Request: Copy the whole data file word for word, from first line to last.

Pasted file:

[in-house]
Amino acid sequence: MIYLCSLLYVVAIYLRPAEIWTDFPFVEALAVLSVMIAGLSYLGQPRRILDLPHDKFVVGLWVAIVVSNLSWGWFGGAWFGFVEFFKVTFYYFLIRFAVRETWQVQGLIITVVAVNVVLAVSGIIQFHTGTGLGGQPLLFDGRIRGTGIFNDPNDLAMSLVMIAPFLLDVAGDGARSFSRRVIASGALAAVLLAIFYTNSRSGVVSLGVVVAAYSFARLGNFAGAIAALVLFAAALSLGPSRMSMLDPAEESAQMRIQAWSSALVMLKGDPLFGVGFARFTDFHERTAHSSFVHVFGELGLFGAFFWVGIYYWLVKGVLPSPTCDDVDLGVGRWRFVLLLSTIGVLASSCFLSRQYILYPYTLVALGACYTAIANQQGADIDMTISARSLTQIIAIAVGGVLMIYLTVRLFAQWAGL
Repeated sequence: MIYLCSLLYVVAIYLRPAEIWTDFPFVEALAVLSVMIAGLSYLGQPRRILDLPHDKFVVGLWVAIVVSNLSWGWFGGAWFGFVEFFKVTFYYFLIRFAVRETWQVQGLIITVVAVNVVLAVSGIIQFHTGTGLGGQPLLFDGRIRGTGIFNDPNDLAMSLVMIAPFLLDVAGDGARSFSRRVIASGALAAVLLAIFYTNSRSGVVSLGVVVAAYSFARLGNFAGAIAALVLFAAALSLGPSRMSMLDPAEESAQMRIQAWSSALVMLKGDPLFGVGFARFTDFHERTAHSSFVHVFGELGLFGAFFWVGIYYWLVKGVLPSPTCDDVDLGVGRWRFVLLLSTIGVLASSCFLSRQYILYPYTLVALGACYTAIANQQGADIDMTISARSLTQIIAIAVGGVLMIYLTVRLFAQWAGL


[in-house]
Amino acid sequence: MIYLCSLLYVVAIYLRPAEIWTDFPFVEALAVLSVMIAGLSYLGQPRRILDLPHDKFVVGLWVAIVVSNLSWGWFGGAWFGFVEFFKVTFYYFLIRFAVRETWQVQGLIITVVAVNVVLAVSGIIQFHTGTGLGGQPLLFDGRIRGTGIFNDPNDLAMSLVMIAPFLLDVAGDGARSFSRRVIASGALAAVLLAIFYTNSRSGVVSLGVVVAAYSFARLGNFAGAIAALVLFAAALSLGPSRMSMLDPAEESAQMRIQAWSSALVMLKGDPLFGVGFARFTDFHERTAHSSFVHVFGELGLFGAFFWVGIYYWLVKGVLPSPTCDDVDLGVGRWRFVLLLSTIGVLASSCFLSRQYILYPYTLVALGACYTAIANQQGADIDMTISARSLTQIIAIAVGGVLMIYLTVRLFAQWAGL
Repeated sequence: MIYLCSLLYVVAIYLRPAEIWTDFPFVEALAVLSVMIAGLSYLGQPRRILDLPHDKFVVGLWVAIVVSNLSWGWFGGAWFGFVEFFKVTFYYFLIRFAVRETWQVQGLIITVVAVNVVLAVSGIIQFHTGTGLGGQPLLFDGRIRGTGIFNDPNDLAMSLVMIAPFLLDVAGDGARSFSRRVIASGALAAVLLAIFYTNSRSGVVSLGVVVAAYSFARLGNFAGAIAALVLFAAALSLGPSRMSMLDPAEESAQMRIQAWSSALVMLKGDPLFGVGFARFTDFHERTAHSSFVHVFGELGLFGAFFWVGIYYWLVKGVLPSPTCDDVDLGVGRWRFVLLLSTIGVLASSCFLSRQYILYPYTLVALGACYTAIANQQGADIDMTISARSLTQIIAIAVGGVLMIYLTVRLFAQWAGL